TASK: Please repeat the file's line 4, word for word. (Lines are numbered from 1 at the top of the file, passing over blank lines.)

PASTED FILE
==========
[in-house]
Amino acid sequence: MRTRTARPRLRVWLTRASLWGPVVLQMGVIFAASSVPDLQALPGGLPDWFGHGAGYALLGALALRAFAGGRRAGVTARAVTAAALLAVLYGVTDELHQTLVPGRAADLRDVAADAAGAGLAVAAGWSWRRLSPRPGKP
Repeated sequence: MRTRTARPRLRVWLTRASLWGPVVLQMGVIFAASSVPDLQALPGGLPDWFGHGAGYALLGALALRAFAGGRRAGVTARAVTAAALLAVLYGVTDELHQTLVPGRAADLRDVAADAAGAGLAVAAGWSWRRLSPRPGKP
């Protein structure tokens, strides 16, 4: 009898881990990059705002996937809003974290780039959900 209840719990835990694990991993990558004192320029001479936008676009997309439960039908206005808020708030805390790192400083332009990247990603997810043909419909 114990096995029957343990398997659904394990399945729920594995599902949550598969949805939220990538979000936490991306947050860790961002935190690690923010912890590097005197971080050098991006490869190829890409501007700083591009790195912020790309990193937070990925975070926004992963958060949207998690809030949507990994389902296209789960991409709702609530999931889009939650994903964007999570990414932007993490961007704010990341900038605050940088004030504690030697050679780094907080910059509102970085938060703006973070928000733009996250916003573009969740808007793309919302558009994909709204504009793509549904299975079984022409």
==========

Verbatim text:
């Protein structure tokens, strides 16, 4: 009898881990990059705002996937809003974290780039959900 209840719990835990694990991993990558004192320029001479936008676009997309439960039908206005808020708030805390790192400083332009990247990603997810043909419909 114990096995029957343990398997659904394990399945729920594995599902949550598969949805939220990538979000936490991306947050860790961002935190690690923010912890590097005197971080050098991006490869190829890409501007700083591009790195912020790309990193937070990925975070926004992963958060949207998690809030949507990994389902296209789960991409709702609530999931889009939650994903964007999570990414932007993490961007704010990341900038605050940088004030504690030697050679780094907080910059509102970085938060703006973070928000733009996250916003573009969740808007793309919302558009994909709204504009793509549904299975079984022409």